Hello,

Could anyone explain details about three different case and output. Here is the code and output:

#include <stdio.h>


void foo(int n)
{
n = 6;
}

void fooWithRef(int& n)
{
n = 6;
}

int main()
{
int n;
foo(n);
printf("Case_1 Result: %d \n", n);

n = 4;
foo(n);
printf("Case_2 Result: %d \n", n);

fooWithRef(n);
printf("Case_3 Result: %d", n);
}

Output:
Case_1 Result: 134521641
Case_2 Result: 4
Case_3 Result: 6

Please discuss the reasons about the different outputs.

Thanks.

In case 1 n is uninitialized, so you're printing whatever random garbage was at that memory location. In case 2 n is initialized, but once again foo() doesn't change it, so the value remains 4. In case 3, fooWithRef() does change the value of n, so you get the new value.

The difference is that foo() makes a copy of the value you pass while fooWithRef() creates an alias to the object. It can help to see that function parameters are not the same thing as the arguments by not naming them the same:

void foo(int value)
{
    value = 6;
}
void fooWithRef(int& alias)
{
    alias = 6;
}

In practice, what's happening is closer to this:

int main()
{
    int n;

    {
        int __temp = n;
        foo(__temp);
    }
    printf("Case_1 Result: %d \n", n);

    n = 4;
    {
        int __temp = n;
        foo(__temp);
    }
    printf("Case_2 Result: %d \n", n);

    {
        int& __temp = n;
        fooWithRef(__temp);
    }
    printf("Case_3 Result: %d", n);
}

So as long as you understand that a reference is an alias for an object and changes to the alias also change the original, while a non-reference doesn't alias the object and only copies the value, the behavior is perfectly reasonable. :)

Hi,
Thanks for reply.
I have some ideas about it. Please let me know is it right or not.
case_1: n is uninitialize and the foo() does not return any value. So it prints a garbage value.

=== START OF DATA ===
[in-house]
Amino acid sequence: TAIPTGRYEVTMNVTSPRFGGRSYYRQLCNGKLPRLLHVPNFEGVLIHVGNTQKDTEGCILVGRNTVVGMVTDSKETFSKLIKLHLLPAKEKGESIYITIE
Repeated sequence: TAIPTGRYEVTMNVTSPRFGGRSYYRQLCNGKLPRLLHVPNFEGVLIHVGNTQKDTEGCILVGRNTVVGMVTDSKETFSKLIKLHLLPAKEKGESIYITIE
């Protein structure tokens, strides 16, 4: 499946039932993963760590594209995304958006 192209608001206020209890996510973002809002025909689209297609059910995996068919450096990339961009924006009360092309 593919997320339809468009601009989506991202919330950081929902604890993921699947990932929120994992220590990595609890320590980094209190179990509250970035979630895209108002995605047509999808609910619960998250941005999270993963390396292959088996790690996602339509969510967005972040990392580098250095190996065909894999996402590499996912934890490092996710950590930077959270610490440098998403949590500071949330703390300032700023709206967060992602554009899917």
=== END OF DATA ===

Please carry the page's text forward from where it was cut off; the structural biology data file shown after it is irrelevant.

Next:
case_2: n is initialize but foo() does not return any value. so it prints the initialized value.
case_3: The fooWithRef() defines n as a int reference. So it takes the n object's reference and replace value by 6. The result comes 6, because the address contains a valid value instead of garbage value.

Am I right? Any comment appreciated.

Two nitpicks:

  1. We're not talking about return values here, we're talking about parameters and arguments.
  2. A reference is not the same thing as a pointer (though it may be implemented as a pointer under the hood).

Case_1 isn't really accurate when you say foo() doesn't return a value SO it prints a garbage vaule, because functions often change the value of a variable directly without ever returning a value. This is accomplished by using pointers and refereneces, or by directly changing a global variable. So the fact that foo() doesn't return anything isn't of much relevence.

I'm aggred with you for case_1 (MandrewP). What do you think about Case_2 and Case_3?

Here are the two key questions that you need to understand for case_1 & 2:

1). In case_1 and case_2, the value of n is changed, but the function did not change it. Why then did n change?
2). The value of n was passed to the function, so why didn't the function change the printed out value of n?

Keep in mind that the function returns no value and this is irrelevant as to why n is not changed when printed out. In case_3 the function doesn't return a value either, yet it changes n. So what's going on? You need to know and be able to articulate it clearly in your own words.

So think more about it and take another crack at answering it. We can help you out from there. These are key points that you really need to clearly grasp, for it will help you when you are using functions. Otherwise, you will be struggling when trying to use functions. Might as well get it clear now.

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